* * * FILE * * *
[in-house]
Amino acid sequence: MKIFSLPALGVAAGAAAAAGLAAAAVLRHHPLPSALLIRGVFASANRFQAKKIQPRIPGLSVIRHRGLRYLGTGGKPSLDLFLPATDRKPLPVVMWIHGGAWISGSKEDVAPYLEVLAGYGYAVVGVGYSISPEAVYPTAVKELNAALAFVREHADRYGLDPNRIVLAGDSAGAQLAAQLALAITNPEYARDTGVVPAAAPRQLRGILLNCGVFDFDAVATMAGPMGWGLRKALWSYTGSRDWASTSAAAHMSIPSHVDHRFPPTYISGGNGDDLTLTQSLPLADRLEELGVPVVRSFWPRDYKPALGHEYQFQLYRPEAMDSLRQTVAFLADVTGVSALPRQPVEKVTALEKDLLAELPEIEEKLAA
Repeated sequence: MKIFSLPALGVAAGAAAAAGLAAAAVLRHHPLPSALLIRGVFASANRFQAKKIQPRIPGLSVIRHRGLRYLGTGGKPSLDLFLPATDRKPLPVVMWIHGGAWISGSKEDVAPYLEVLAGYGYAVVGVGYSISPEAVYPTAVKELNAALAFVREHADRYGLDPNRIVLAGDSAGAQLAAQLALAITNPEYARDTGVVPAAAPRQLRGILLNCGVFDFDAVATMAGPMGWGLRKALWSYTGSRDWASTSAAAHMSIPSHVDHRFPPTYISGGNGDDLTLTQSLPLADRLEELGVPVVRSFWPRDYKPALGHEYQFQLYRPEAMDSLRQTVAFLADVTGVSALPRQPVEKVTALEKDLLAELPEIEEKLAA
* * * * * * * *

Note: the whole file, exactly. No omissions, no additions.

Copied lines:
[in-house]
Amino acid sequence: MKIFSLPALGVAAGAAAAAGLAAAAVLRHHPLPSALLIRGVFASANRFQAKKIQPRIPGLSVIRHRGLRYLGTGGKPSLDLFLPATDRKPLPVVMWIHGGAWISGSKEDVAPYLEVLAGYGYAVVGVGYSISPEAVYPTAVKELNAALAFVREHADRYGLDPNRIVLAGDSAGAQLAAQLALAITNPEYARDTGVVPAAAPRQLRGILLNCGVFDFDAVATMAGPMGWGLRKALWSYTGSRDWASTSAAAHMSIPSHVDHRFPPTYISGGNGDDLTLTQSLPLADRLEELGVPVVRSFWPRDYKPALGHEYQFQLYRPEAMDSLRQTVAFLADVTGVSALPRQPVEKVTALEKDLLAELPEIEEKLAA
Repeated sequence: MKIFSLPALGVAAGAAAAAGLAAAAVLRHHPLPSALLIRGVFASANRFQAKKIQPRIPGLSVIRHRGLRYLGTGGKPSLDLFLPATDRKPLPVVMWIHGGAWISGSKEDVAPYLEVLAGYGYAVVGVGYSISPEAVYPTAVKELNAALAFVREHADRYGLDPNRIVLAGDSAGAQLAAQLALAITNPEYARDTGVVPAAAPRQLRGILLNCGVFDFDAVATMAGPMGWGLRKALWSYTGSRDWASTSAAAHMSIPSHVDHRFPPTYISGGNGDDLTLTQSLPLADRLEELGVPVVRSFWPRDYKPALGHEYQFQLYRPEAMDSLRQTVAFLADVTGVSALPRQPVEKVTALEKDLLAELPEIEEKLAA